Jean Kilbourne started collecting ads in the 1960s, influenced, in part, by her involvement with the women’s movement, her interest in media, and her background in modeling. She began her film Killing Us Softly by showing vintage magazine articles and advertisement that she claimed are responsible for creating “an epidemic of eating disorders”. In 1991, Naomi wolf’s bestseller the beauty myth claimed the obsession with beauty was the result of a cultural conspiracy seeking to undo psychologically and covertly all the good things that feminism did for women. She argues that ideology of beauty is the "last, best belief system that keeps male dominance intact" and that women's magazines have played a pivotal role in the selling of the beauty myth. If, as Jean Kilbourne suggests, the media and advertising teach us to detest ourselves and damage our bodies, then what Wolf calls "the beauty myth" is a threat to everybody. In 1999, Dr. Nancy Etcoff published Survival of The Prettiest, rejecting Naomi Wolf’s claims that beauty is a backlash against feminism and using historical and scientific research to argue that beauty objectively and universally exists. She states “Beauty is one of the ways life perpetuates itself, and love of beauty is deeply rooted in biology”. So, is Naomi Wolf justified in her concerns? Is beauty truly an invention of Madison Avenue or is it an instinctual universal urge that played a major role in human evolution? Did the magazine advertisements in the sixties shape or reflect the obsession with beauty? To answer these questions, one must virtually travel back in time and carefully examine the magazine articles and advertisements of that era and analyze whether what they are promoting are novel ideas or do they ...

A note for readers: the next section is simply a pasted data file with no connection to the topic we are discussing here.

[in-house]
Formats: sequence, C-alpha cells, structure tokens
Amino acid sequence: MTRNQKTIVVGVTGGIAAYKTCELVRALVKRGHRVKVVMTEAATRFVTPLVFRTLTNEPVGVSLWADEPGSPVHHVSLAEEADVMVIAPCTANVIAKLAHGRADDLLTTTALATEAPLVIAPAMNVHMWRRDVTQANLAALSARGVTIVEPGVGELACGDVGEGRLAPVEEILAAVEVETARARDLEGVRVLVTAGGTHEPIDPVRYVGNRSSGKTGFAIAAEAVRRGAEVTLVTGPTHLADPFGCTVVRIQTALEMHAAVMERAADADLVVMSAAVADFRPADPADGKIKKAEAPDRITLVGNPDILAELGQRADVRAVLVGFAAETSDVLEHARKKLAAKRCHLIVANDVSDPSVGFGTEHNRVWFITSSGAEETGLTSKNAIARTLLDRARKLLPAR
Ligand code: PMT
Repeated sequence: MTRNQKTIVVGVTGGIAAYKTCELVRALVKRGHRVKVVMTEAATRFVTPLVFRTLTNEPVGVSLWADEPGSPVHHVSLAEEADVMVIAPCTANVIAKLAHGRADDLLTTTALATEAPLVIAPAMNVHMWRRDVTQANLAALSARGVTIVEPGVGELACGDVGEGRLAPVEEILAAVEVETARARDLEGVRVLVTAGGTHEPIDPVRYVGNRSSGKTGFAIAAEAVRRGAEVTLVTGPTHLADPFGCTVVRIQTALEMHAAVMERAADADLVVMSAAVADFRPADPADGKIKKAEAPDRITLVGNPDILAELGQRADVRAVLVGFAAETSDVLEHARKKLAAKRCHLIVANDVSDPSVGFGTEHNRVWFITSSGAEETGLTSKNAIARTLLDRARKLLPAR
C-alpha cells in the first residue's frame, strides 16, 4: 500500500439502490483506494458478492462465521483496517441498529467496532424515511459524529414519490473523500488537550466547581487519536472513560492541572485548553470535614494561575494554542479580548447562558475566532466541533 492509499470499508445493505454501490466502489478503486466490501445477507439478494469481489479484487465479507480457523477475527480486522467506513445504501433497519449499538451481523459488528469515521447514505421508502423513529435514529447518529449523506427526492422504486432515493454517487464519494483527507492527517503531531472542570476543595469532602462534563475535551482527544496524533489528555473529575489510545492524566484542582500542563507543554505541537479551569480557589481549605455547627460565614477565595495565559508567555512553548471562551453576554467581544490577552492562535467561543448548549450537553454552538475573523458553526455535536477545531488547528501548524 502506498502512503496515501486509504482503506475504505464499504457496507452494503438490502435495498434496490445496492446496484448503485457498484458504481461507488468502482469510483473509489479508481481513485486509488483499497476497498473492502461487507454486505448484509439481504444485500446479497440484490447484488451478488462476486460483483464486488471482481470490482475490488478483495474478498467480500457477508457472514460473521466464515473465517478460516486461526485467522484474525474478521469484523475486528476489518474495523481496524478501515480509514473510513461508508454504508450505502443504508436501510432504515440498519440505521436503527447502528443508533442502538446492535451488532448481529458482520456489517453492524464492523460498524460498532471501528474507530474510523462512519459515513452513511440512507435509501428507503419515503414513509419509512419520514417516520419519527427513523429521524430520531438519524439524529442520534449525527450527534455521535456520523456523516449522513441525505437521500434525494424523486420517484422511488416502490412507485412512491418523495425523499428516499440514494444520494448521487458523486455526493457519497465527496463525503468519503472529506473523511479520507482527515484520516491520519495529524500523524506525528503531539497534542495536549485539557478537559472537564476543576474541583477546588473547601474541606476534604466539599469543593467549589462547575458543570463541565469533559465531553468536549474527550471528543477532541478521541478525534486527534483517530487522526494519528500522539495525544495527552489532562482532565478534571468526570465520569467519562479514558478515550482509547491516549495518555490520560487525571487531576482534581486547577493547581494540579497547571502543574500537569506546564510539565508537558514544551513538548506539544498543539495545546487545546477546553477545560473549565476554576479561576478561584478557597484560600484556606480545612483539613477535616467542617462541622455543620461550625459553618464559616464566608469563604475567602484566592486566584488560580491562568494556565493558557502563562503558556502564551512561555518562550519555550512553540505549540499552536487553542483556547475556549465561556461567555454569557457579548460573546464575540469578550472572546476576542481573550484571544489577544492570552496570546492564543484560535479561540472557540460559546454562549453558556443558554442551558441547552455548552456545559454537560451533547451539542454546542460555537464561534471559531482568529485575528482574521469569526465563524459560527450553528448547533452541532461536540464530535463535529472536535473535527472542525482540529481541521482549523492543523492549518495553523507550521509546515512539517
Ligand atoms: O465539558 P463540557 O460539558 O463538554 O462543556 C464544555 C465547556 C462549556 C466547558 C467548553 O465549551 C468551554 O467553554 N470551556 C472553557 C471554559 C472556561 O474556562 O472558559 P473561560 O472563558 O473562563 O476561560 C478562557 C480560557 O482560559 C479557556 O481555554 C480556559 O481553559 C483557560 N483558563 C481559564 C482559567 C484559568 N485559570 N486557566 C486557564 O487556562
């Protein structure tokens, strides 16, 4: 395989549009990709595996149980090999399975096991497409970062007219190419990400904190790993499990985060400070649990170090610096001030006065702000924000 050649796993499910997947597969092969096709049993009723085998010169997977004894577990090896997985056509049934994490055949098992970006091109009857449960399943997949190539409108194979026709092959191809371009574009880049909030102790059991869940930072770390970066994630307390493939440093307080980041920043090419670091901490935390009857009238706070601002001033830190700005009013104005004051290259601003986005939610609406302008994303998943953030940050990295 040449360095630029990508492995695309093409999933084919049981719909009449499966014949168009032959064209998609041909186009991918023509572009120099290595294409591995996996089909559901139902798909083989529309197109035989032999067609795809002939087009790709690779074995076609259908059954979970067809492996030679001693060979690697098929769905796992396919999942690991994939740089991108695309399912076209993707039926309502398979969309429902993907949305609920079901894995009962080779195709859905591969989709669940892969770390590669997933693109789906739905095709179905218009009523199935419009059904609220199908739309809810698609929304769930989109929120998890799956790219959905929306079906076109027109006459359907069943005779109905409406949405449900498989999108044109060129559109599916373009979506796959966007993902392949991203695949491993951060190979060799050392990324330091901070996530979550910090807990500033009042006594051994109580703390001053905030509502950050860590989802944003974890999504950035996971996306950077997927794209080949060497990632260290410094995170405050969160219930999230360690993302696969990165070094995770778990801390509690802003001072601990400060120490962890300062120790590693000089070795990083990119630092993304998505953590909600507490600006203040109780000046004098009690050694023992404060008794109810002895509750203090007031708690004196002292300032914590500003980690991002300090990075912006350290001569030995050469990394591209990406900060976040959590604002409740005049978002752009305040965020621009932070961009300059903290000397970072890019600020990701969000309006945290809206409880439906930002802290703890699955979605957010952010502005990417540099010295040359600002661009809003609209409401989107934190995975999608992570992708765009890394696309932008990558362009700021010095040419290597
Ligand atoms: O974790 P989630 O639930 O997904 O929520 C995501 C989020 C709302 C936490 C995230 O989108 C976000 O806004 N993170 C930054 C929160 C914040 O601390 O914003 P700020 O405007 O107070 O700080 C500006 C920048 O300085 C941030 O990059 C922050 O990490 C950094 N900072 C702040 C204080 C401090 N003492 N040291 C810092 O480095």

Show business promotes commercials, print advertisements, films and shows where unbelievably perfect women are seen as the ‘ideal beauty’ The ‘ideal beauty’ controls the behavior of young girls and manipulates their perception of beauty. The term ‘ideal beauty’ is defined to be a conception of something that is perfect, especially that which one seeks to attain. Many young girls everyday are exposed to fashion and beauty advertisements that feature models who are portrayed as ‘perfect’. Due to this Technological Age, girls are exposed to many advertisements that encourage them to be like the featured models- tall, skinny, and foreign. There is also a survey conducted by Renee Hobbs, EdD, associate professor of communications at Temple University which states that, “The average teenage girl gets about 180 minutes of media exposure daily and only about ten minutes of parental interaction a day.” Moreover, media also promotes and advertises cosmetics, apparel, diet pills and exercise gears in the name of beauty and fitness, convincing girls to buy and ultimately patronize their products. Becoming very addicted with using such products can eventually lead to overdoes and becoming vainer. It may seem obvious to most of us that people prefer to look at beautiful faces. While beauty itself may be only skin deep, studies show our perception of beauty may be hard-wired in our brains (Stossel,